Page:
The Gustavian Weekly

Residence halls: Cozier and greener

By Andy Setterholm Assistant News Editor | September 10, 2010 | News

Complex underwent many improvements, including window replacement. Clarke Kampfe.

Complex underwent many improvements, including window replacement. Clarke Kampfe.

Residence halls at Gustavus underwent construction and renovations over the summer, the majority of which were aimed at Sorenson, North, and Gibbs Halls (Complex) and Norelius Hall. One of the most noticeable changes is the redesign of the windows through the three residence halls of Complex, but summer projects in both Complex and Norelius also included work on elevators, flooring, furniture replacement and bathroom renovations.

The replacement of windows throughout Complex was a sizeable project designed to increase energy efficiency in the rooms and also give the building a new look. The project effectively reduced the size of the window in each room, replacing the remaining space with a stone inlay.

“The stone inlays were a necessity when the windows went from being wall-to-wall windows to what are called casement windows,” Director of Residential Life Charlie Strey said. The benefit for students residing in these rooms will be the extra wall space that is provided by the stone on the outside, which previously was all window area. The stone used for the project was the locally recognizable Kasota Stone, chosen to match the already existing areas of stone on Complex.

“I think the result is a look that is more residential and less office-like,” Director of Physical Plant Warren Wunderlich said.

Another major renovation in the Complex building was the complete replacement of the two elevators in Sorenson and North Halls. This was a continuation of the elevator replacement done two years ago in Pittman and Sohre Halls. The replacement was prompted by a change in Minnesota state law concerning elevators and their environmental influence. The law was designed to protect groundwater from oil contamination by requiring a replacement of some of the elevators’ main components. In the case of the previous elevator systems in Sorenson and North, the elevators had to be completely rebuilt to conform to the new specifications.

The resulting project changed the elevators in Complex from freight class elevators to passenger elevators, which are now available for student use. The rebuilding of the elevators required structural changes to be made to the buildings, which resulted in a size reduction to one room on each floor of North and Sorenson. These rooms have been designated as singles and will be occupied by the floors’ Collegiate Fellows.

Three floors of North hall student rooms had their tile replaced with carpet, and carpet was also placed in the lower levels of North and Sorensen halls.

“We moved to a greener type of carpeting,” Strey said. The carpeting is a carpet tile, or a carpet that can be replaced in small squares instead of in room size rolls. Carpet tile has been replacing old floors in residence halls in recent renovations with the intent of reducing student carpet waste. Students living in residence halls with tile floors often choose to bring in their own carpeting, much of which gets thrown away after only a year or two of use.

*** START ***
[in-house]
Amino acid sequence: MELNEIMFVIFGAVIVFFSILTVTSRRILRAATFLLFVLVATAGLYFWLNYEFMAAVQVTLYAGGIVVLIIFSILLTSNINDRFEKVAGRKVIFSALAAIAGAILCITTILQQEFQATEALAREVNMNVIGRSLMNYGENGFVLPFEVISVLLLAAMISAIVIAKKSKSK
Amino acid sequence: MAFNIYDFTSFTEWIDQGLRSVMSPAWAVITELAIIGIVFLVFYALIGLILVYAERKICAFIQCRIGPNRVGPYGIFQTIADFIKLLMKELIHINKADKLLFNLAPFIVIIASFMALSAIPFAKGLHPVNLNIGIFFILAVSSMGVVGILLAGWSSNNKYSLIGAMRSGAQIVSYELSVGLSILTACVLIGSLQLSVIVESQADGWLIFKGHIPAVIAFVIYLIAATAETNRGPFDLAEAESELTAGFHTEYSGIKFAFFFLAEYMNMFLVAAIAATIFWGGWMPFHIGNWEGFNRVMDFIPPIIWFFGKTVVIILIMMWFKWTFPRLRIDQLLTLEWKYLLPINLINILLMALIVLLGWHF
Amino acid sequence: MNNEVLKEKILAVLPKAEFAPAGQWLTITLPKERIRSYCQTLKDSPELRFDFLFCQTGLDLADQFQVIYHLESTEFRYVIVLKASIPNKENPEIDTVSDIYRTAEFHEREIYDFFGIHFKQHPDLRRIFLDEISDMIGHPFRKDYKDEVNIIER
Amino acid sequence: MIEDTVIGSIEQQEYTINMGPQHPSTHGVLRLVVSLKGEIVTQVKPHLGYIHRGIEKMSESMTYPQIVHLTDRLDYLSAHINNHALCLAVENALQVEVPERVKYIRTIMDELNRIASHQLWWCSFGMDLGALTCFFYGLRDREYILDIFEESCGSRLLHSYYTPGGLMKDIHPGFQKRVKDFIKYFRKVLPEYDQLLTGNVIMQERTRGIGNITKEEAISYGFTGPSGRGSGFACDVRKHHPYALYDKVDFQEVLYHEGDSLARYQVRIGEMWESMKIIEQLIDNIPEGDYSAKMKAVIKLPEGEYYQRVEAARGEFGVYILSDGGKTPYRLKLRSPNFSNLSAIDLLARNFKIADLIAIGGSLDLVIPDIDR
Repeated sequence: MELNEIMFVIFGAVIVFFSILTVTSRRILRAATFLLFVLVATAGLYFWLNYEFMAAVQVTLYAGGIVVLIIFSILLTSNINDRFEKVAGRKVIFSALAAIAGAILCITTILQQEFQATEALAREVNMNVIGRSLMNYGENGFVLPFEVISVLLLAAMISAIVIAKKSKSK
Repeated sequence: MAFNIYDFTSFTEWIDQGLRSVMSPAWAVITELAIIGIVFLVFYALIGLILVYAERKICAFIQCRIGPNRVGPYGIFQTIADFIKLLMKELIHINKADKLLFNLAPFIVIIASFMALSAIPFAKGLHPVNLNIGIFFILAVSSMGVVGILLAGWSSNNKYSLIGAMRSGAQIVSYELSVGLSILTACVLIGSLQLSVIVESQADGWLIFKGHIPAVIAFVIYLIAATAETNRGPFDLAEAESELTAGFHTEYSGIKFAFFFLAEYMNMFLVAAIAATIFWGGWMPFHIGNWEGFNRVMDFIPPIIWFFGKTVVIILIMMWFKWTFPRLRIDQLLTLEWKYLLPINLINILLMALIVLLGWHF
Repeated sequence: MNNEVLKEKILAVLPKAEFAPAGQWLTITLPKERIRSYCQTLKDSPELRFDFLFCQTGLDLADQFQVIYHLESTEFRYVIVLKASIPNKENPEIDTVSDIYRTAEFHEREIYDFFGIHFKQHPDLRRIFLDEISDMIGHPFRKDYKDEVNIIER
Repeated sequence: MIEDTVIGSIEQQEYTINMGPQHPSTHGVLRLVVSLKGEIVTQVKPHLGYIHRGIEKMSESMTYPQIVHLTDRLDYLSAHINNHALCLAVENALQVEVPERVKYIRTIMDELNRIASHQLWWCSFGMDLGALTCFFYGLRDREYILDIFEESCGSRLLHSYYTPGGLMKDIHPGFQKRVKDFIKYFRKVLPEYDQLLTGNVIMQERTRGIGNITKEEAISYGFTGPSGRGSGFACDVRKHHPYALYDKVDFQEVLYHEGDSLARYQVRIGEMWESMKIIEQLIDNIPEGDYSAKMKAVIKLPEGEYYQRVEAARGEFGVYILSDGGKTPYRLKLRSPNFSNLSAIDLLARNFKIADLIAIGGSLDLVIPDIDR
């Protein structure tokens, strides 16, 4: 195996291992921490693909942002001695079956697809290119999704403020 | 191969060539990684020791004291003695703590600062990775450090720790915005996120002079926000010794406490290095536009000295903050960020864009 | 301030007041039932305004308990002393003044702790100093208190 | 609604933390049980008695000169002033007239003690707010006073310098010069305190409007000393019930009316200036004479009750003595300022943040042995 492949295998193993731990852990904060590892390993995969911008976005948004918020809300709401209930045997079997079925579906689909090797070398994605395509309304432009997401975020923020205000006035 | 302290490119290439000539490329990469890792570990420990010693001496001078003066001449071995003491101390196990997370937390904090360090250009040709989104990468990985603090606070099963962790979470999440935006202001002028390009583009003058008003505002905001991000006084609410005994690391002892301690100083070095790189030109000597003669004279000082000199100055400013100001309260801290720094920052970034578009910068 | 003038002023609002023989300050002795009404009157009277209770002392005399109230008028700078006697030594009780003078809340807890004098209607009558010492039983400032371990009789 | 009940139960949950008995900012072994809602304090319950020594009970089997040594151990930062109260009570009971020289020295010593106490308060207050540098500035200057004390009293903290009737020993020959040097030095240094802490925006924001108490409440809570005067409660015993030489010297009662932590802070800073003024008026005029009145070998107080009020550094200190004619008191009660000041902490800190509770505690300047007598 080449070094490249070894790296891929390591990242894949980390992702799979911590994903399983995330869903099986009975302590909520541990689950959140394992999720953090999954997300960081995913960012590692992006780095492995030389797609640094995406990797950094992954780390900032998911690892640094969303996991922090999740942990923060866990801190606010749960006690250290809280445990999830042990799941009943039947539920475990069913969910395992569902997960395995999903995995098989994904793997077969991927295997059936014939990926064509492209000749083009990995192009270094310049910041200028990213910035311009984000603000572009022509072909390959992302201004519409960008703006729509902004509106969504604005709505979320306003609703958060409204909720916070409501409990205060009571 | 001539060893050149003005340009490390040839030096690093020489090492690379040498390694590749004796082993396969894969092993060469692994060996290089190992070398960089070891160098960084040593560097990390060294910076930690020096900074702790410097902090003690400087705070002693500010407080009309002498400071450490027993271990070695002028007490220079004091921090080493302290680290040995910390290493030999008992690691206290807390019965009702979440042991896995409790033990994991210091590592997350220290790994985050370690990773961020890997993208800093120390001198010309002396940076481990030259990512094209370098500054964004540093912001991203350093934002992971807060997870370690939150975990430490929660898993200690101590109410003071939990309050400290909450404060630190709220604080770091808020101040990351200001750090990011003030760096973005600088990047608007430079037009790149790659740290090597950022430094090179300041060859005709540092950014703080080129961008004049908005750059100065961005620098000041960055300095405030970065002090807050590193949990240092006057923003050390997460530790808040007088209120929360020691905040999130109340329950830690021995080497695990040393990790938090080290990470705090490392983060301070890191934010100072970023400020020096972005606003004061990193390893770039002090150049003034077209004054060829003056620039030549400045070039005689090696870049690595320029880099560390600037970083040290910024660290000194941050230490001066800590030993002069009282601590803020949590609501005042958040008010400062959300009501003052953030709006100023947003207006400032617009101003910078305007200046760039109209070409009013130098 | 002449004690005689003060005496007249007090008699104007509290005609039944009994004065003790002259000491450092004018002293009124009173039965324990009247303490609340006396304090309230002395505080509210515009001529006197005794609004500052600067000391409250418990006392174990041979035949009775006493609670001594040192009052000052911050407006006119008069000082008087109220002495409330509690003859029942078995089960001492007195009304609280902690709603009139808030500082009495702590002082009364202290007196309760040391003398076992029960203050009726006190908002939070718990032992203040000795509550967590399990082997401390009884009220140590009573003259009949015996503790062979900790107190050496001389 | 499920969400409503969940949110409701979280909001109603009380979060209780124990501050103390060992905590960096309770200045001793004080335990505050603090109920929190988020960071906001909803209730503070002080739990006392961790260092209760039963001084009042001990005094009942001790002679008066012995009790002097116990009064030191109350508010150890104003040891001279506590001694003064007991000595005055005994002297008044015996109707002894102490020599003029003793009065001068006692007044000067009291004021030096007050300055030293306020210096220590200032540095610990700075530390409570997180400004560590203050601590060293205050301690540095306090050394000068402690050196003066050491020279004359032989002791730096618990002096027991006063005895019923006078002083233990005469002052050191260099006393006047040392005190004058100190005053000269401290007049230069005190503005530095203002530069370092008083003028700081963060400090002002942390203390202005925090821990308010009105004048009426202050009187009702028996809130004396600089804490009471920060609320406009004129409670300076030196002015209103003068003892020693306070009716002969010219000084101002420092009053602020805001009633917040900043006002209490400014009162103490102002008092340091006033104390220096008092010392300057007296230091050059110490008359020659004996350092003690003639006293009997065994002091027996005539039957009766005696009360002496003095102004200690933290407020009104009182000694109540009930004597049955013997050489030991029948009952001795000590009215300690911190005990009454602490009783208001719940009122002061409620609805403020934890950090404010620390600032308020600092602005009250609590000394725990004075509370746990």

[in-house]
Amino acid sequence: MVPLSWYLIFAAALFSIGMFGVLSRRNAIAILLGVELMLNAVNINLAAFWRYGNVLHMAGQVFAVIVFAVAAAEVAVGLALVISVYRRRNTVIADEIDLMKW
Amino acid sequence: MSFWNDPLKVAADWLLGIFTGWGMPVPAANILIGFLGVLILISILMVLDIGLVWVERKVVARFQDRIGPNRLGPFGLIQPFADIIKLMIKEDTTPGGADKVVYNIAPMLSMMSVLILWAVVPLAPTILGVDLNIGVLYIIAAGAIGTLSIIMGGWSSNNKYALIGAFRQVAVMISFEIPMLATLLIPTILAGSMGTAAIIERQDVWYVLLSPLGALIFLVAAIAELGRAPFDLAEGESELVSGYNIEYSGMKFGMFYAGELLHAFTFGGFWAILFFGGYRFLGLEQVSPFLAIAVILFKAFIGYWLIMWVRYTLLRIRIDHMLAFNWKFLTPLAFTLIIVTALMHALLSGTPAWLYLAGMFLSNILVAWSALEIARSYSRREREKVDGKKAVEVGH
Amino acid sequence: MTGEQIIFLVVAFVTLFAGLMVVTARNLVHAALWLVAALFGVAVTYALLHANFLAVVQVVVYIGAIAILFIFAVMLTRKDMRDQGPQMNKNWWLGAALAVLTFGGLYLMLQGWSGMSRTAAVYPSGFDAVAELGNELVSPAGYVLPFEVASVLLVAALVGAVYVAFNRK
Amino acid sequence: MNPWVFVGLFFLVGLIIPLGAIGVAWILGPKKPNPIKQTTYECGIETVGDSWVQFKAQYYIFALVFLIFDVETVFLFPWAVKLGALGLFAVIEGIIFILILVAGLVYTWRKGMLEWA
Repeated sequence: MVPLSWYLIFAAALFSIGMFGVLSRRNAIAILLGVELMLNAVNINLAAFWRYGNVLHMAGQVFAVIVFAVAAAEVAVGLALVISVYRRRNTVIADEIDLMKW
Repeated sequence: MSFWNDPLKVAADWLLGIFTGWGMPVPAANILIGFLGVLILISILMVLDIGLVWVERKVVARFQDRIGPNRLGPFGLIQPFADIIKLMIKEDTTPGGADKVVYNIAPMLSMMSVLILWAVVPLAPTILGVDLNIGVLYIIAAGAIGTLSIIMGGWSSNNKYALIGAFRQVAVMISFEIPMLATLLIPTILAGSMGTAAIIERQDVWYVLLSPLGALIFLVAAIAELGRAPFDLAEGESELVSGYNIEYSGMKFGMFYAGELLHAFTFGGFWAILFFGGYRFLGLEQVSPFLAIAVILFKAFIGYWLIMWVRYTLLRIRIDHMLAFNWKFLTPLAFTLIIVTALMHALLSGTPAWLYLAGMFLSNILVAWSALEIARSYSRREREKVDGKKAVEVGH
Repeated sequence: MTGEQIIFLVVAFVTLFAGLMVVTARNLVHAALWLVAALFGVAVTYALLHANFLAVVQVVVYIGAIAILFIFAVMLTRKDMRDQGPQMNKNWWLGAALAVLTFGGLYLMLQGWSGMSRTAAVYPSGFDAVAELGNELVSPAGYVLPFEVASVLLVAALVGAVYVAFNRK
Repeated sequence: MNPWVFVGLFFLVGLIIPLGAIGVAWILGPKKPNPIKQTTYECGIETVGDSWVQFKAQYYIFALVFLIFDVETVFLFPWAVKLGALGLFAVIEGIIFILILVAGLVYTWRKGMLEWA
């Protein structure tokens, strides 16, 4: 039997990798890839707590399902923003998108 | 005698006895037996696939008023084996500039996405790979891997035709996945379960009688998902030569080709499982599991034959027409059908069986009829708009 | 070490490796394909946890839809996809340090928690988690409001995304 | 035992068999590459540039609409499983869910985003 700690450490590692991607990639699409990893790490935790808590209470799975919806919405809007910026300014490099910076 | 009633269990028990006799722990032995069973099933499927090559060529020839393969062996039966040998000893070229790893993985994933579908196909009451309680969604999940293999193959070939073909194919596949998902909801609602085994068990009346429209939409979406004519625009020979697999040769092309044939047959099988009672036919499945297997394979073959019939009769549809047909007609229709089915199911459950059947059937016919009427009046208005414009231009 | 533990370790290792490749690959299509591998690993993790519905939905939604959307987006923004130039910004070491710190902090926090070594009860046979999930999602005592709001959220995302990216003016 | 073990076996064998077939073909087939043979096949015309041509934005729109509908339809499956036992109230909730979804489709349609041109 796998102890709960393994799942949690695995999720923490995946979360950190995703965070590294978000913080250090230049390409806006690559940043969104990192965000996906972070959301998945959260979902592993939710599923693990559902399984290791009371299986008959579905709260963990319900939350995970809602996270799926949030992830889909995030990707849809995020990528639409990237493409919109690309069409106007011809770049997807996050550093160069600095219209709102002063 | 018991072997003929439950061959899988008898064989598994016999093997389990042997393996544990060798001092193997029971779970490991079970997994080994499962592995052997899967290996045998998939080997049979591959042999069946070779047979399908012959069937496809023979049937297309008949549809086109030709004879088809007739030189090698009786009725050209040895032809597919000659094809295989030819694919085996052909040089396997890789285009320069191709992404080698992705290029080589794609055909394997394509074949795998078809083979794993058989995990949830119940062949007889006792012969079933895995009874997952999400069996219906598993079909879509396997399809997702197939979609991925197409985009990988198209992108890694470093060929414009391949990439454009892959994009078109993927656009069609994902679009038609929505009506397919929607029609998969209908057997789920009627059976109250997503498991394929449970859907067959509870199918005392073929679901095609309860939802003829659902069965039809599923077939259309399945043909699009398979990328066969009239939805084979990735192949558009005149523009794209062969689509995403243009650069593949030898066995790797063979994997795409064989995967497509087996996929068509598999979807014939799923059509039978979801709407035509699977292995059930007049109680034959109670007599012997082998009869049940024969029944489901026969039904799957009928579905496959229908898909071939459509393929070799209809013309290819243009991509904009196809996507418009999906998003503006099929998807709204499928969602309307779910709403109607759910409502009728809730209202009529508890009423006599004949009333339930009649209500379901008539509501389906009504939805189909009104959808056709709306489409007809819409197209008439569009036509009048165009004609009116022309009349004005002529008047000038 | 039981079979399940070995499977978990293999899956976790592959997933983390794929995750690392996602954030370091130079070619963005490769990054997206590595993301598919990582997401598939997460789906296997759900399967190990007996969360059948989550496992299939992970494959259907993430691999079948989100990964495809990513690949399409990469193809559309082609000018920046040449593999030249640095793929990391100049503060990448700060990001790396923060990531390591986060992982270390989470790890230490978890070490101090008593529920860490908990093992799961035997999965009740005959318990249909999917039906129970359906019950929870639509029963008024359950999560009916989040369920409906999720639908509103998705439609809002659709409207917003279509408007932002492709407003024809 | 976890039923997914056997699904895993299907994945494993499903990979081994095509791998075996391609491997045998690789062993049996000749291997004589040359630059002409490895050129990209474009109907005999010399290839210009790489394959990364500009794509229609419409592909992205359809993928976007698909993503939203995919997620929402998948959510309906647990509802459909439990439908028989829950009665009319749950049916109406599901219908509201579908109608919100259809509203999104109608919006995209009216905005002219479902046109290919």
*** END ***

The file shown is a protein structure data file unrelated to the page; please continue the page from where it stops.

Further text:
Norelius hall also received work over the summer on some continuing projects. The building, which is now in its 42nd year of service as a residence hall, has been undergoing reconstruction of its bathroom facilities in the past few years. Over the summer, all five floors of Norelius’ C tower had their bathrooms stripped down to the structure and rebuilt. The project, which is in its third of four planned phases, replaced the plumbing systems and ceramics.

While the bathroom construction was underway, Norelius also received new floor tile throughout the C and A sections. The area was already closed for construction on the bathrooms, so Gustavus Physical Plant employees took advantage of the opportunity to replace old flooring with the new carpet tile.

“Students bringing their own carpets and then throwing them out is a waste. Replacing the old tile floors will stop enabling that waste,” Wunderlich said.

The summer construction projects, especially the stone infill on the Complex windows, were of a large enough scale to require a general contractor. Gustavus brought in Gosewisch Construction to aid campus employees with the summer projects. The addition of a contractor allowed the projects to be completed in the limited time span of the summer, and also allowed some of the Gustavus work force to engage in projects in academic buildings as well as residence hall renovations.

“We have the ability to change things pretty quickly and easily,” Strey said. “My hope is that students like the renovations that they see happening and the upgrading of the facilities. It’s all part of the college’s long range plan that is important for the college to stay up to date.”

1 Comment

Comments are the sole opinion of the visitor who submitted the comment and do not necessarily reflect the views of the author of the article, its editors, or The Gustavian Weekly or Gustavus Adolphus College as a whole.

  1. allen hoag says: